Butanol is a very competitive renewable biofuel for use in internal combustion engines given its many advantages. In this review, the properties of butanol are compared with the conventional gasoline, diesel fuel, and some widely used biofuels, i.e. methanol, ethanol, biodiesel. The comparison of fuel properties indicates that n-butanol has the potential to overcome the drawbacks brought by low-carbon alcohols or biodiesel. Then, the development of butanol production is reviewed and various methods for increasing fermentative butanol production are introduced in detailed, i.e. metabolic engineering of the Clostridia, advanced fermentation technique. The most costive part of the fermentation is the substrate, so methods involved in renewed substrates are also mentioned. Next, the applications of butanol as a biofuel are summarized from three aspects: (1) fundamental combustion experiments in some well-defined burning reactors; (2) a substitute for gasoline in spark ignition engine; (3) a substitute for diesel fuel in compression ignition engine. These studies demonstrate that butanol, as a potential second generation biofuel, is a better alternative for the gasoline or diesel fuel, from the viewpoints of combustion characteristics, engine performance, and exhaust emissions. However, butanol has not been intensively studied when compared to ethanol or biodiesel, for which considerable numbers of reports are available. Finally, some challenges and future research directions are outlined in the last section of this review.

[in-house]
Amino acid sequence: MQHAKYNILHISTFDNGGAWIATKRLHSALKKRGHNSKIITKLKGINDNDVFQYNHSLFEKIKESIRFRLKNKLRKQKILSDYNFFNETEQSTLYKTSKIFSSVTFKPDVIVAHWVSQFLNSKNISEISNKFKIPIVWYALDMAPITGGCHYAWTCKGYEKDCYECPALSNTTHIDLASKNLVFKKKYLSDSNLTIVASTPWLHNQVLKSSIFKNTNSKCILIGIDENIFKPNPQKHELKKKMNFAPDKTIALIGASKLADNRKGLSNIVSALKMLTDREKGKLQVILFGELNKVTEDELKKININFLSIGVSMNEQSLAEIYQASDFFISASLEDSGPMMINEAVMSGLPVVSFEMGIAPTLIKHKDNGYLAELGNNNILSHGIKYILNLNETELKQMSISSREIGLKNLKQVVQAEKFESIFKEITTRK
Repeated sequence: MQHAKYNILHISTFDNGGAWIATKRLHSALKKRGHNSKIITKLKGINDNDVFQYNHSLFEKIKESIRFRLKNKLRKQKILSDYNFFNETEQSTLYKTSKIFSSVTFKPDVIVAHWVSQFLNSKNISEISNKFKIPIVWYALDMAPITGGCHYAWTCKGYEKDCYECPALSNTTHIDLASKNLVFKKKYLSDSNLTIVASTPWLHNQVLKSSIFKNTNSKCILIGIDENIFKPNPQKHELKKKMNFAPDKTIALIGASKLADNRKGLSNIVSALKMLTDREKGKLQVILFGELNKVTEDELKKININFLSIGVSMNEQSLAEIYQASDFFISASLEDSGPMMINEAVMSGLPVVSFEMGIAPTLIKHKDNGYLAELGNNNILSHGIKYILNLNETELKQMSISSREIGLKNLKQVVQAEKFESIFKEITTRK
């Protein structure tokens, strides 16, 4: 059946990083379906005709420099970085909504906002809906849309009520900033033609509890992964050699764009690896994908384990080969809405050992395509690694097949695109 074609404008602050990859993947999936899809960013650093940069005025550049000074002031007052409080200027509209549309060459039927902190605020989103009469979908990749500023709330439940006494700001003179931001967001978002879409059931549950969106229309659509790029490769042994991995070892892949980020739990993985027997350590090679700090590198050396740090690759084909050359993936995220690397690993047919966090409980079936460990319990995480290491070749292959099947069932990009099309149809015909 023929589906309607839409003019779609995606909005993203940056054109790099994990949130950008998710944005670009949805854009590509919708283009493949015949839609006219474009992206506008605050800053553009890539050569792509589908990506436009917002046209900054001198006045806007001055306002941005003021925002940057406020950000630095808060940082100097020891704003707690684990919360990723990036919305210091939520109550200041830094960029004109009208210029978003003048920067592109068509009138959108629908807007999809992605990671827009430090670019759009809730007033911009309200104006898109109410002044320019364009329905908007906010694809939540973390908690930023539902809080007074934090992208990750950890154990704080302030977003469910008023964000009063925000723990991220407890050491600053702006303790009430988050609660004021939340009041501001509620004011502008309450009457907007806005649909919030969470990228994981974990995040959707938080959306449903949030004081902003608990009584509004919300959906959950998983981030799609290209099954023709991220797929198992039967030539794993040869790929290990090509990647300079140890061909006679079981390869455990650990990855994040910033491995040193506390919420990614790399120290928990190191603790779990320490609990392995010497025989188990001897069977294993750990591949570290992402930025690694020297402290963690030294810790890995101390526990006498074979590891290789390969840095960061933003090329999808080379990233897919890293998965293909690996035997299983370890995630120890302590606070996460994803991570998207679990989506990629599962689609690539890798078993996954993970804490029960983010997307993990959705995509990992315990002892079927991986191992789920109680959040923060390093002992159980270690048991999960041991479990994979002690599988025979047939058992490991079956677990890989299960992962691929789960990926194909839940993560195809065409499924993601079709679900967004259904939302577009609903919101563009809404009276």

- Diesel fuel
- Fermentative production
ASJC Scopus subject areas
- Renewable Energy, Sustainability and the Environment